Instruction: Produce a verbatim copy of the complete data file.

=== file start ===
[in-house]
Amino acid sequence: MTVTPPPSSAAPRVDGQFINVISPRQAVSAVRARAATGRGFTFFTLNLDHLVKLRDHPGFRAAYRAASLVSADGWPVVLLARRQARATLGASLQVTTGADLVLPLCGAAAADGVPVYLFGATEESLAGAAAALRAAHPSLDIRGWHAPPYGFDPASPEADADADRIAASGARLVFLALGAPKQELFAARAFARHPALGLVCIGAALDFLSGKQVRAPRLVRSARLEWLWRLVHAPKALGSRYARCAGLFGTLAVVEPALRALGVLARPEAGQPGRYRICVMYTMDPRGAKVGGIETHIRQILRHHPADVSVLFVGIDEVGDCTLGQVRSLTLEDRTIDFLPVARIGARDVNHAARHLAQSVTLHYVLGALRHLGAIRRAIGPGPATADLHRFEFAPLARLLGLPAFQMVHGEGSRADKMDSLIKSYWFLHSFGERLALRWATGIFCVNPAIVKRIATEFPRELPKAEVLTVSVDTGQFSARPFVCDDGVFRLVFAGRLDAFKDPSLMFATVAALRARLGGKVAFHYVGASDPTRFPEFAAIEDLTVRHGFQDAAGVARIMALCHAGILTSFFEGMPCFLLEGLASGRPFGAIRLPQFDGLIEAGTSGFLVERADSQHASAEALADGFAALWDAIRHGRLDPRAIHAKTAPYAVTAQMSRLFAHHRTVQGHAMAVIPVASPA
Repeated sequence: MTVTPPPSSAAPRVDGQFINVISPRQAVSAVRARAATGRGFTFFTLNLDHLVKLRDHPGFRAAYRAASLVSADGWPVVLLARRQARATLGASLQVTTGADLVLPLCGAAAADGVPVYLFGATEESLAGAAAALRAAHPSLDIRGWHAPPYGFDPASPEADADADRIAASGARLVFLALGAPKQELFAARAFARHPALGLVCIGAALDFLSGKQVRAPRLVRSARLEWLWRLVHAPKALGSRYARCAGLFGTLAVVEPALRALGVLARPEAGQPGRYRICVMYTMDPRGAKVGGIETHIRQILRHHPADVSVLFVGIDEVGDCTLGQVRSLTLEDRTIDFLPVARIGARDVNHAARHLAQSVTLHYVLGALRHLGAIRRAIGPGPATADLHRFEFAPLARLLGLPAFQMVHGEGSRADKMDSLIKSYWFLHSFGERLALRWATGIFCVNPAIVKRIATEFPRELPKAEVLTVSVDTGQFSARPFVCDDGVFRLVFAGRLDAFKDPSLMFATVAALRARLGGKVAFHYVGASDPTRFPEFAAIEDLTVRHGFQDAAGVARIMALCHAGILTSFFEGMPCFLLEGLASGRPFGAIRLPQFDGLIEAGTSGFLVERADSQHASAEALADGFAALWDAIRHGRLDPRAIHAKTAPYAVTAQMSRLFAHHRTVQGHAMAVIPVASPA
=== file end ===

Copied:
[in-house]
Amino acid sequence: MTVTPPPSSAAPRVDGQFINVISPRQAVSAVRARAATGRGFTFFTLNLDHLVKLRDHPGFRAAYRAASLVSADGWPVVLLARRQARATLGASLQVTTGADLVLPLCGAAAADGVPVYLFGATEESLAGAAAALRAAHPSLDIRGWHAPPYGFDPASPEADADADRIAASGARLVFLALGAPKQELFAARAFARHPALGLVCIGAALDFLSGKQVRAPRLVRSARLEWLWRLVHAPKALGSRYARCAGLFGTLAVVEPALRALGVLARPEAGQPGRYRICVMYTMDPRGAKVGGIETHIRQILRHHPADVSVLFVGIDEVGDCTLGQVRSLTLEDRTIDFLPVARIGARDVNHAARHLAQSVTLHYVLGALRHLGAIRRAIGPGPATADLHRFEFAPLARLLGLPAFQMVHGEGSRADKMDSLIKSYWFLHSFGERLALRWATGIFCVNPAIVKRIATEFPRELPKAEVLTVSVDTGQFSARPFVCDDGVFRLVFAGRLDAFKDPSLMFATVAALRARLGGKVAFHYVGASDPTRFPEFAAIEDLTVRHGFQDAAGVARIMALCHAGILTSFFEGMPCFLLEGLASGRPFGAIRLPQFDGLIEAGTSGFLVERADSQHASAEALADGFAALWDAIRHGRLDPRAIHAKTAPYAVTAQMSRLFAHHRTVQGHAMAVIPVASPA
Repeated sequence: MTVTPPPSSAAPRVDGQFINVISPRQAVSAVRARAATGRGFTFFTLNLDHLVKLRDHPGFRAAYRAASLVSADGWPVVLLARRQARATLGASLQVTTGADLVLPLCGAAAADGVPVYLFGATEESLAGAAAALRAAHPSLDIRGWHAPPYGFDPASPEADADADRIAASGARLVFLALGAPKQELFAARAFARHPALGLVCIGAALDFLSGKQVRAPRLVRSARLEWLWRLVHAPKALGSRYARCAGLFGTLAVVEPALRALGVLARPEAGQPGRYRICVMYTMDPRGAKVGGIETHIRQILRHHPADVSVLFVGIDEVGDCTLGQVRSLTLEDRTIDFLPVARIGARDVNHAARHLAQSVTLHYVLGALRHLGAIRRAIGPGPATADLHRFEFAPLARLLGLPAFQMVHGEGSRADKMDSLIKSYWFLHSFGERLALRWATGIFCVNPAIVKRIATEFPRELPKAEVLTVSVDTGQFSARPFVCDDGVFRLVFAGRLDAFKDPSLMFATVAALRARLGGKVAFHYVGASDPTRFPEFAAIEDLTVRHGFQDAAGVARIMALCHAGILTSFFEGMPCFLLEGLASGRPFGAIRLPQFDGLIEAGTSGFLVERADSQHASAEALADGFAALWDAIRHGRLDPRAIHAKTAPYAVTAQMSRLFAHHRTVQGHAMAVIPVASPA